When you look at almost every submarine movie, to some degree or another, there’s this ‘Moby Dick’ element, this Ahab element to them. – Kevin Macdonald
Over recent decades, a fascinating mashup of film genres has emerged, the political/action/fantasy. Taking audiences on a journey that incorporates modern political tensions spun together with military action, fantastical feats of diplomacy and improbable levels of destruction and violence. One action star that has capitalised on this new film category is Gerard Butler. With Olympus Has Fallen and London Has Fallen to his credit it is not beyond the realm of possibilities to have the Scottish actor take the helm of the USS Arkansas to save the Russian president from a recent coup d’état. Just trying to get your head around this concept will cause many to do some mental acrobatics.
While on manoeuvres in the Arctic waters off the coast of Russia, the USS Tampa Bay and the Russian submarine they were shadowing vanish below the icecaps. The closest Naval response team to this potential political juggernaut is the USS Arkansas, a Virginia-class submarine which was recently put under the command of the unconventional Commander Joe Glass (Butler). His crew must come to terms with the sensitive nature of this mission and apply less-than-routine methods to investigate this nautical disaster and determine if there are any survivors.
With little military intelligence to go on concerning this potential international incident, the US military decides to send in a special Navy Seals team to get ‘eyes on the ground.’ The elite squad overcome various challenges to get to the Russian naval base that is closest to the incident. The crack team of soldiers not only get close enough to observe the Russian response, but manage to discover the treasonous intent of the defence minister Admiral Dmitri Durov (Michael Gor) to take military control of the government and to start a war with the United States.
The military leader takes Russian President Zakarin (Alexander Diachenko) prisoner and hopes to manage the coup in the remote naval station, while unaware of the small team of Americans who are working to save Zakarin. The only hope for success for the Seals is for Commander Glass and his inexperienced crew to make it through to the base to provide safe transport for the political prisoner and the American team. They wait to see if the USS Arkansas is able to navigate through the treacherous trenches that feed into the naval yard.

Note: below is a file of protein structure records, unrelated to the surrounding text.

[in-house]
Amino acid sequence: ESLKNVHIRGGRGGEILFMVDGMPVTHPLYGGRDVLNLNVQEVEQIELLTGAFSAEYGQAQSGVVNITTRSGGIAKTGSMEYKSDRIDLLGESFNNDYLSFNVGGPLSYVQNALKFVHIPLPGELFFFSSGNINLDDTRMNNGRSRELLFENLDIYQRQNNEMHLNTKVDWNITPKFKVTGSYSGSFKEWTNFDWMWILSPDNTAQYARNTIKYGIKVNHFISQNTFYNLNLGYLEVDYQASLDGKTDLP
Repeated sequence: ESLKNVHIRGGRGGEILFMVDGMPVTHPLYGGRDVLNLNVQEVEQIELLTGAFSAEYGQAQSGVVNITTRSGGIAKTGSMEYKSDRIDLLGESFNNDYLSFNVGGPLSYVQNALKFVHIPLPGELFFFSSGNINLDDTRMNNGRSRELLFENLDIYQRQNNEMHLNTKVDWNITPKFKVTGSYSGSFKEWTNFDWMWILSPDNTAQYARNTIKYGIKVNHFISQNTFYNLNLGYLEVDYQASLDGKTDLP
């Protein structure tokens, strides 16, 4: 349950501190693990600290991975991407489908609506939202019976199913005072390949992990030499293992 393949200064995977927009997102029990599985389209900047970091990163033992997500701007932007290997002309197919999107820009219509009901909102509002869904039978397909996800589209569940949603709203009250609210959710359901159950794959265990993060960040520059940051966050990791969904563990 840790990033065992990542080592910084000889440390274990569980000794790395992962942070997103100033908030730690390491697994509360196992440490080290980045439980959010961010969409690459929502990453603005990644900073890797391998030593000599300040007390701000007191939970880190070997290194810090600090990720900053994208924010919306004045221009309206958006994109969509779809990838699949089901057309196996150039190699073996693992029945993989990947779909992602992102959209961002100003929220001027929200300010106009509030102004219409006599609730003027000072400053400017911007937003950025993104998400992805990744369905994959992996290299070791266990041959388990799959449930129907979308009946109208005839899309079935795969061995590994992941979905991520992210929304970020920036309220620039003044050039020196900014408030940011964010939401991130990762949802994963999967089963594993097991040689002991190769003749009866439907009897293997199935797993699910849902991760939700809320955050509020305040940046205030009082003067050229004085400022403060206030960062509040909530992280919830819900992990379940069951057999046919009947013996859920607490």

Reminiscent of the Tom Clancy-inspired military films that hearken back to the cold war era. An era of film when the threat of World War III was imminent, but this underwater adventure fails to carry the same weight in this modern era. As Don Keith and George Wallace’s well-worn storyline is laid against the modern political landscape, the premise and plot are shallow and the dialogue feels anaemic and forced. Butler proves to have the charisma to carry this film through, but the script and unbelievable nature of the plot do all they can to sink this film. Then to waste the talents of Linda Cardellini (Green Book) and Academy Award winner Gary Oldman (Darkest Hour) with these two-dimensional characters and minimal screentime proves to be a cinematic travesty.
There is enough military action and explosions to keep the die-hard action aficionados satisfied, but not enough to cover the weaknesses of the screenplay. Even with the strong emphasis on the US military actions of submarine warfare and the special ops work of the Navy Seals, director Donovan Marsh’s film becomes more fantasy than it is an action thriller. Between the rules of physics being broken by the submarines and a storyline that exceeds all levels of diplomatic realities, Hunter Killer relies on a suspension of disbelief that will exceed the abilities for even the biggest of Gerard Butler’s fans.
REEL DIALOGUE: How should we respond to treason or breaches of trust?
Throughout human history, the label of a traitor is something that no one wants to bear. Yet, people still choose to betray relationships, countries and even God for any multitude of reasons. From Adam to Judas, betrayal is seen throughout the Bible, too. How does God respond to those who betray him? He may surprise you with the judgement and the love that is offered to those who betray him.
Passages on treason: Genesis 3, Luke 6:27-38, John 3:16, Hebrews 9:28